Koalas and forest management standards

Friends of the Earth (Melbourne) have recently released a detailed report titled “Victorian Koala Issues, Plantations and Forest Stewardship Council Certification 2000 – 2014”. Like wombats here, koalas are not listed as a threatened species in Victoria, and there is, as yet, no consideration of genetic issues when it comes to management. In addition, and even though the Strzelecki/South Gippsland koalas are the only endemic population in the state, there is no scope to list these koalas under state legislation.

Much of the land in the area is either private or leasehold forestry plantations, including Hancock Victoria Plantations, certified by the Forest Stewardship Council. According to the report “Many old koala scats were found at Draffens Block plantation, but no koalas were observed, leading to the conclusion that koalas had either vacated the area or had died. Apparently 20 koalas were removed from this plantation. Where were they relocated to?’

Included in the report, and possibly answering the question, is the first information on the NSW government’s involvement, undertaking koala surveys, for the proposed translocation of animals to ‘new nomination’ area, in the South East National Park. So it seems quite possible that koalas will be sourced from plantations, with FSC certification. On the positive side, locals concerned about koalas now have an understanding of the methods required to define koala habitat, and this could aid in getting more community and government input.

Interestingly the ‘activity levels’ in plots (n=150), as indicated in the map below, are generally higher than local koalas, frequently involving 40% of trees in active plots.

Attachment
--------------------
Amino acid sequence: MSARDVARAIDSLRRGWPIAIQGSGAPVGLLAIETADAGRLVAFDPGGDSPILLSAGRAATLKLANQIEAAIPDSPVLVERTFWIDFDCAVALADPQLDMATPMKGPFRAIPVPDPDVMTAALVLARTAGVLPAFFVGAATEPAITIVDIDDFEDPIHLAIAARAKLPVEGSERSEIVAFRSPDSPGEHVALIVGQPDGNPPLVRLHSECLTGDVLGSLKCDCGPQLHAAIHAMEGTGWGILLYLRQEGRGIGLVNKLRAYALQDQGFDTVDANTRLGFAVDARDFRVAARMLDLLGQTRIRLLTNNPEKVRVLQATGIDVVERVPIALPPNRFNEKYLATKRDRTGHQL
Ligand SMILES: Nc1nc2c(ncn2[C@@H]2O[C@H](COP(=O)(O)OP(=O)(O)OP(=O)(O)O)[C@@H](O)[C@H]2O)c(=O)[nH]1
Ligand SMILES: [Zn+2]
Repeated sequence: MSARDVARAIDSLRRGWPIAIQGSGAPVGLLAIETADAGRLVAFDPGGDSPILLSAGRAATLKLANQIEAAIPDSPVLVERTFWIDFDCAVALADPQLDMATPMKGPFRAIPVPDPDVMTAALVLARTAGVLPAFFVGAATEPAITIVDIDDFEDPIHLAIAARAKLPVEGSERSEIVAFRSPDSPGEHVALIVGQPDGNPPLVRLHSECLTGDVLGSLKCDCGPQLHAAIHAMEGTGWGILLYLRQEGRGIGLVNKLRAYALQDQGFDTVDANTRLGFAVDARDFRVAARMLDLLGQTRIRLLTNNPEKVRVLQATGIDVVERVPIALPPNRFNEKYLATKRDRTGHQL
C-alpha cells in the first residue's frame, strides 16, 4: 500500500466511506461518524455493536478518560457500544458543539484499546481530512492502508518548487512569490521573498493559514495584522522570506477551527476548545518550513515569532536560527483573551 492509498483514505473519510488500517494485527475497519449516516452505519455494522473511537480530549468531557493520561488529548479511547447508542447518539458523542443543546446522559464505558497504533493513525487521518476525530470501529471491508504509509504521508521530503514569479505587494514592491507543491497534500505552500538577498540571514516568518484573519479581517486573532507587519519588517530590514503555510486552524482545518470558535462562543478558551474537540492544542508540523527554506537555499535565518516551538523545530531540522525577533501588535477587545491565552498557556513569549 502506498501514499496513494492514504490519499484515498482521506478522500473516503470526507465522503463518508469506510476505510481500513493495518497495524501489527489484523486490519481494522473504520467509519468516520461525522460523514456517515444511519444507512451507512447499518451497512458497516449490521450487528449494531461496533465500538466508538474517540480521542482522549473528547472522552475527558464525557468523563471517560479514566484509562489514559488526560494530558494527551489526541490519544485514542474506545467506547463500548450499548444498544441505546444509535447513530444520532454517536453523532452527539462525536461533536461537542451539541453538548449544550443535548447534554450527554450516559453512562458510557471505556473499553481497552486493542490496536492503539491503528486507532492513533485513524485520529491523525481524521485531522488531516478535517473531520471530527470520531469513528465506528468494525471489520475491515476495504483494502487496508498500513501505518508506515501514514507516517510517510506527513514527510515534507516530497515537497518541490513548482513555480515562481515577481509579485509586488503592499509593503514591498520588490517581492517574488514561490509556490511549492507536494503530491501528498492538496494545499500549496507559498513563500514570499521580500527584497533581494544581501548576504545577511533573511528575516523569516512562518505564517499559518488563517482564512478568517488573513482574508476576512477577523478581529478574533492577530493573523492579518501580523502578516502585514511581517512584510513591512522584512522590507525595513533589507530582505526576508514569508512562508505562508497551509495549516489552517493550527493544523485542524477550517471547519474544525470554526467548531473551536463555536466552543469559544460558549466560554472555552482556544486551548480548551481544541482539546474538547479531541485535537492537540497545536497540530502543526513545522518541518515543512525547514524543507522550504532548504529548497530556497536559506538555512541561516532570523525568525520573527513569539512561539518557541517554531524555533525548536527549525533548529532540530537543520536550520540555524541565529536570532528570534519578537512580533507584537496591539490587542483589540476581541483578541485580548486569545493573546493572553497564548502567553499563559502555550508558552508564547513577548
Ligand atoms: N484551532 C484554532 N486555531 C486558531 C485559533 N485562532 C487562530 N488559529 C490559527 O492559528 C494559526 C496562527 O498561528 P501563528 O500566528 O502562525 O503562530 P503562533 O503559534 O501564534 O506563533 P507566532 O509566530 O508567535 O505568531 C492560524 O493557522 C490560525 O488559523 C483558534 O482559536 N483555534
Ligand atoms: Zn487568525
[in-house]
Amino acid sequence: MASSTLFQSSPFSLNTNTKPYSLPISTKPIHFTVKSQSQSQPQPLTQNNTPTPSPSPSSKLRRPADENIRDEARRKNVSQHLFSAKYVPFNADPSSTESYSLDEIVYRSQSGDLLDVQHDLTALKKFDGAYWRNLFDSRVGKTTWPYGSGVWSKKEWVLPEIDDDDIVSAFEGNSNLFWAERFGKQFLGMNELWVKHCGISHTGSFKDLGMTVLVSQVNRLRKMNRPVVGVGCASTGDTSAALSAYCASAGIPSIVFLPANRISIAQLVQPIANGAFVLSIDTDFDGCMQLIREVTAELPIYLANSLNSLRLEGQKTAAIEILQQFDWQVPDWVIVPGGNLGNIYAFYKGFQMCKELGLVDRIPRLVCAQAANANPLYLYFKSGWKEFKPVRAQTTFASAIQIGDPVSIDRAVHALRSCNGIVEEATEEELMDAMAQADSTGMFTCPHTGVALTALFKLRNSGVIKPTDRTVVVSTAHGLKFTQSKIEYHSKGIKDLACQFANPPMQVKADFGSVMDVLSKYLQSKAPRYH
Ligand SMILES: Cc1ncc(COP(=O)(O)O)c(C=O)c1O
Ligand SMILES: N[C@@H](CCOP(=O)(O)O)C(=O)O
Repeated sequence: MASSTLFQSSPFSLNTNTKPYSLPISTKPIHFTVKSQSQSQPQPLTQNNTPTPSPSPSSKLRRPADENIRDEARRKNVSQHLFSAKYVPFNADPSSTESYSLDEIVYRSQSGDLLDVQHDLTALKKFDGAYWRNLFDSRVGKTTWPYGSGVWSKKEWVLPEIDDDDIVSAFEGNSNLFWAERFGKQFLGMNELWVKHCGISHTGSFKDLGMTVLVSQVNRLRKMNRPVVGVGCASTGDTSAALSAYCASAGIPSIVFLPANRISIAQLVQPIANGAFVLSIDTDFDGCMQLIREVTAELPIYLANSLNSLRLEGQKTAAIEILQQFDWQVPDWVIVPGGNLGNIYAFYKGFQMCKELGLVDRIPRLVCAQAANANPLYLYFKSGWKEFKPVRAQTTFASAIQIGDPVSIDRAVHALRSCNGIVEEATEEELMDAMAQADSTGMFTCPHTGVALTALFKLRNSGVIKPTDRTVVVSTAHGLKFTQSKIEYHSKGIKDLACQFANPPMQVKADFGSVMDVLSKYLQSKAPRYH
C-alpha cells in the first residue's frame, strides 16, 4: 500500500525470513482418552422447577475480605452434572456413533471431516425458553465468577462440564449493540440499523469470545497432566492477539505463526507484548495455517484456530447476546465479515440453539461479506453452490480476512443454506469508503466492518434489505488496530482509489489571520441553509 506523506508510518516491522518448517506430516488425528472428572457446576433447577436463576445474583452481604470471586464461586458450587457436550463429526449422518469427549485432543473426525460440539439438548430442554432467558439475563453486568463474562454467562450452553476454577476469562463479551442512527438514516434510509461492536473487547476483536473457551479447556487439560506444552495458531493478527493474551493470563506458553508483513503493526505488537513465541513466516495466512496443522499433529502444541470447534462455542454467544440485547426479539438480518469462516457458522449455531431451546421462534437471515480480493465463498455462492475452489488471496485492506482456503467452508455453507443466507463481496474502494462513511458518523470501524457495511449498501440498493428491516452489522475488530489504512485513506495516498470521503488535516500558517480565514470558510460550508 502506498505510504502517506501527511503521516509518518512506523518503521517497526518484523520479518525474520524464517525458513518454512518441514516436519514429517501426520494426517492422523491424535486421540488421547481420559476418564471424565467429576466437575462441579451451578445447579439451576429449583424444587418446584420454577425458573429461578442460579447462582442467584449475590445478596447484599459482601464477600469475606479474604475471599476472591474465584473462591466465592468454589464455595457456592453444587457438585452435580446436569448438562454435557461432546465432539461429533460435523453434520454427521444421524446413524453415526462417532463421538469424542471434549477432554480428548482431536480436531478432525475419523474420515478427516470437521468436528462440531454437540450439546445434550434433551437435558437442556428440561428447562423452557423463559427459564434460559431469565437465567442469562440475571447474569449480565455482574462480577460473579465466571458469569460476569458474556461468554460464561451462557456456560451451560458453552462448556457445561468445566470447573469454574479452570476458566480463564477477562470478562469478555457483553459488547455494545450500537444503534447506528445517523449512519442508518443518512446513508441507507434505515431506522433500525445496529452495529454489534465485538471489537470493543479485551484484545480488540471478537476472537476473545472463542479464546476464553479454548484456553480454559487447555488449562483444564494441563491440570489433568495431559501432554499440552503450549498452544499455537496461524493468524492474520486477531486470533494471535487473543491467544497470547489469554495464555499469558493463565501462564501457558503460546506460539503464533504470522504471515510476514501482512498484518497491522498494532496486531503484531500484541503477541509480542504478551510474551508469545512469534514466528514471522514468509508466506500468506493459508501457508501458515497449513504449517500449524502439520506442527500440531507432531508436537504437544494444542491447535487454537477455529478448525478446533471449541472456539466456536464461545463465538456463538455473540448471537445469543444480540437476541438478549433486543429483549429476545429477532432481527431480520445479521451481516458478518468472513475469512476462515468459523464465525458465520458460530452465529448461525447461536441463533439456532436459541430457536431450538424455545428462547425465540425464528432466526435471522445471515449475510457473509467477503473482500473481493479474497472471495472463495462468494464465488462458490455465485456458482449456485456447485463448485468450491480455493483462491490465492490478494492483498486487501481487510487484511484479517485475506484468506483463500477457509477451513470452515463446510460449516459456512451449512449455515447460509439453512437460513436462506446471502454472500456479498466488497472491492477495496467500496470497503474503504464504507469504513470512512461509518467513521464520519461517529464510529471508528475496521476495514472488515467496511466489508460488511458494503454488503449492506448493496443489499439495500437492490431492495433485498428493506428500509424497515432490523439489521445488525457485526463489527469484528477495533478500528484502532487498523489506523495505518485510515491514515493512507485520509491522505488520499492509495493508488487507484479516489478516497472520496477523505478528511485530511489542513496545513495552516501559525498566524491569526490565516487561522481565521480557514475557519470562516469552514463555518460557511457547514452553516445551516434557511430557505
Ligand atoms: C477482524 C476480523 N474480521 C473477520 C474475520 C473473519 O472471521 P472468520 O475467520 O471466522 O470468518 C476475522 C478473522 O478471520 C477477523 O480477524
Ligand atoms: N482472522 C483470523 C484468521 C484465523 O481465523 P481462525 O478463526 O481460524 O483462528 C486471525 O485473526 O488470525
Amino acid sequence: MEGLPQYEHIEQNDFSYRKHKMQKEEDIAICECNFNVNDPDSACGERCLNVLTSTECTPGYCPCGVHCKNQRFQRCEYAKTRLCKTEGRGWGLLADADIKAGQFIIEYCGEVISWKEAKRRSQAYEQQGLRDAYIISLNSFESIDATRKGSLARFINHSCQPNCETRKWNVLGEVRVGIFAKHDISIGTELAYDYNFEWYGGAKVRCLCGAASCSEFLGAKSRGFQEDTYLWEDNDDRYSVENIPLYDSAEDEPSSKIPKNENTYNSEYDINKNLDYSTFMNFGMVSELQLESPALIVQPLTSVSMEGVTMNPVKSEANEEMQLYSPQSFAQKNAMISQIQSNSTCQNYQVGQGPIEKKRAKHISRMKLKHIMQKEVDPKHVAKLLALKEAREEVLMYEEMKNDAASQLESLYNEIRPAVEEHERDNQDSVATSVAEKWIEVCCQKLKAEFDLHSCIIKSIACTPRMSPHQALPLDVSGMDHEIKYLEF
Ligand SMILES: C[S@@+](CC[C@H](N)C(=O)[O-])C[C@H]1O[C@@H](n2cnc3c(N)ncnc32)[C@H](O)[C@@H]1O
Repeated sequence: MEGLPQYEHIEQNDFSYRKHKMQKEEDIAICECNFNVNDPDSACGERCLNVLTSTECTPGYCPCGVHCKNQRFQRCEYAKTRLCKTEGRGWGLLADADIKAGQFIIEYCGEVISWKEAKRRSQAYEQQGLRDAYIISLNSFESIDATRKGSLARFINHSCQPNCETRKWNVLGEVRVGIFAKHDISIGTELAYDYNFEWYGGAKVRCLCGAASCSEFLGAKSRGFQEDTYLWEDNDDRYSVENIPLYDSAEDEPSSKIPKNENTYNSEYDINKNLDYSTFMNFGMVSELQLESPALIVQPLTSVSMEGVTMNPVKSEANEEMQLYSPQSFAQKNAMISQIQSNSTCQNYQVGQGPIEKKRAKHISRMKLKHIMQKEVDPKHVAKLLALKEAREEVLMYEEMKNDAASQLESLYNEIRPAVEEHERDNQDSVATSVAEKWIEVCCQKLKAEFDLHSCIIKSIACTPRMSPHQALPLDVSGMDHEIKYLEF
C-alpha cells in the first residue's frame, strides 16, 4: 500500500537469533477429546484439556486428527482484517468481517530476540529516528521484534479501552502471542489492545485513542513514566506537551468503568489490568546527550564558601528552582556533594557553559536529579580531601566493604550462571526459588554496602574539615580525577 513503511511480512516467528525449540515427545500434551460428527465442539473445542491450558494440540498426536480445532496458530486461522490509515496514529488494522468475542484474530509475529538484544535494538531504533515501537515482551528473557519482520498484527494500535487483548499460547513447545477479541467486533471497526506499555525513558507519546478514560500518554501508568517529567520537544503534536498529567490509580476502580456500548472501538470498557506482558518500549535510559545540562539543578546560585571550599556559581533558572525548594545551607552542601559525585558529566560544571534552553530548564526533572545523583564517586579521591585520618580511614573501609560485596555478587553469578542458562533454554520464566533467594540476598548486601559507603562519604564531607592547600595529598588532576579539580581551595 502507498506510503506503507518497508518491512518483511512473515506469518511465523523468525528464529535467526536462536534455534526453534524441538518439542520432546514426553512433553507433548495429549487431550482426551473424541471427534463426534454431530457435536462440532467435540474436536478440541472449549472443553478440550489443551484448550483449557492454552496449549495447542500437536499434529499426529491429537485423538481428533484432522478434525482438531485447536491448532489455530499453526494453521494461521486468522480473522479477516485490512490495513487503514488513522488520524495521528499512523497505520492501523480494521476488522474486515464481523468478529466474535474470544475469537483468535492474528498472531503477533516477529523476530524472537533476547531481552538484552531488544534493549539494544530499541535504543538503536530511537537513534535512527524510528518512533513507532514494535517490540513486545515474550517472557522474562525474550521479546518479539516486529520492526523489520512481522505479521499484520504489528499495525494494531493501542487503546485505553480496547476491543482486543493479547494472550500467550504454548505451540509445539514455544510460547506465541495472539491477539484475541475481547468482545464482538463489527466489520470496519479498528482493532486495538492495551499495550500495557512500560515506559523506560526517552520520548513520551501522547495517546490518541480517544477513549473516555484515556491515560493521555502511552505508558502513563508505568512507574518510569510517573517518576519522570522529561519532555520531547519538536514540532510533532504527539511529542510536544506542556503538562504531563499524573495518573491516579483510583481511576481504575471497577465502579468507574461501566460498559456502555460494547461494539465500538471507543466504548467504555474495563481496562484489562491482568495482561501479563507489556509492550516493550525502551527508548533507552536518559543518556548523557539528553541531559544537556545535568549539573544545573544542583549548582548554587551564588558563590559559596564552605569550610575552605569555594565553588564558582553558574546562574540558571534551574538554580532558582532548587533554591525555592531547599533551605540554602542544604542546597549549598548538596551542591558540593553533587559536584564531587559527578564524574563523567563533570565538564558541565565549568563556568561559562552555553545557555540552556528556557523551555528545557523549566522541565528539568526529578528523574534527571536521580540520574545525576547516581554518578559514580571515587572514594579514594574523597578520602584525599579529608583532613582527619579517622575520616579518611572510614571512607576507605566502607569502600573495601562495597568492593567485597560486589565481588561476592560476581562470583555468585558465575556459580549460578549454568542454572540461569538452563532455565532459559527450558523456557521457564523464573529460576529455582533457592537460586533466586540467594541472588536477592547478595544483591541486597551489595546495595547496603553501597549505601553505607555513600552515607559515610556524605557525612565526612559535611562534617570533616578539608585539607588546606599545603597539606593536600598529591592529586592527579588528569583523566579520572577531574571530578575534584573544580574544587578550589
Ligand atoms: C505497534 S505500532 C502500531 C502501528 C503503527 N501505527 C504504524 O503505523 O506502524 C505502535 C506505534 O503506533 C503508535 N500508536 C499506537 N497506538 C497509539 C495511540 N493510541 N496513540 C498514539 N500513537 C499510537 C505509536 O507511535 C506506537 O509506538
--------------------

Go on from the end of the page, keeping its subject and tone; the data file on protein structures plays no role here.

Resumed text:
Strzelecki surveys
On the certification issue, a closer inspection of Forestry Corporation’s harvesting plans for Glenbog State Forest found another four compartments where rainforest had not been identified. As the inaccurate harvesting plans now involve 9 compartments, and after informing the EPA, I also sent a complaint to FCNSW’s certification body, BSI Group ANZ Pty Ltd.

In the complaint I referred to the terms of licence under the Threatened Species Conservation Act (1995), indicating Forestry Corporation NSW “ . . . . must include written justification in the harvesting plan where the extent of the rainforest shown on the harvesting plan operational map differs from the extent of the KB rainforest floristic assemblages”, and the fact that this had not occurred.

In short time there was a cheery response from the BSI contact, Mr Ross Garsden. Apparently aware of the situation in Glenbog, Ross asked me to give him a call for additional information, and to explain how they deal with complaints. While my expectations are quite low, a chat with Ross may provide the opportunity to point out some of the perhaps more important, and certainly more fundamental Australian Forestry Standard requirements, FCNSW performs poorly in.

A petition for the Glenbog wombats has been set up on the communityrun website.


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